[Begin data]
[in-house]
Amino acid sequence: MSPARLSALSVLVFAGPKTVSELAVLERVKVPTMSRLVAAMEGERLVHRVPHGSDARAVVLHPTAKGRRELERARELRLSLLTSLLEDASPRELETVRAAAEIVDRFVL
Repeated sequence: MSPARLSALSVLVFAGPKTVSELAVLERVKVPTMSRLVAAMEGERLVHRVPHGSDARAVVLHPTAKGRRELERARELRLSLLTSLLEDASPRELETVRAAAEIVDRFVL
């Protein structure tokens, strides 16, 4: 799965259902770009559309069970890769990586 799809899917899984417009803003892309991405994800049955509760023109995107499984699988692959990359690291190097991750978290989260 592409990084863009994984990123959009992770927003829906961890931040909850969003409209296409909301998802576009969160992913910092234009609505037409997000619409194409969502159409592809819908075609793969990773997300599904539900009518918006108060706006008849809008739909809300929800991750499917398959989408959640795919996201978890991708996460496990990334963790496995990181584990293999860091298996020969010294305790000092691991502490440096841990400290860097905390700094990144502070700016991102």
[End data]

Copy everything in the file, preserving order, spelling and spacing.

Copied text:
[in-house]
Amino acid sequence: MSPARLSALSVLVFAGPKTVSELAVLERVKVPTMSRLVAAMEGERLVHRVPHGSDARAVVLHPTAKGRRELERARELRLSLLTSLLEDASPRELETVRAAAEIVDRFVL
Repeated sequence: MSPARLSALSVLVFAGPKTVSELAVLERVKVPTMSRLVAAMEGERLVHRVPHGSDARAVVLHPTAKGRRELERARELRLSLLTSLLEDASPRELETVRAAAEIVDRFVL
């Protein structure tokens, strides 16, 4: 799965259902770009559309069970890769990586 799809899917899984417009803003892309991405994800049955509760023109995107499984699988692959990359690291190097991750978290989260 592409990084863009994984990123959009992770927003829906961890931040909850969003409209296409909301998802576009969160992913910092234009609505037409997000619409194409969502159409592809819908075609793969990773997300599904539900009518918006108060706006008849809008739909809300929800991750499917398959989408959640795919996201978890991708996460496990990334963790496995990181584990293999860091298996020969010294305790000092691991502490440096841990400290860097905390700094990144502070700016991102």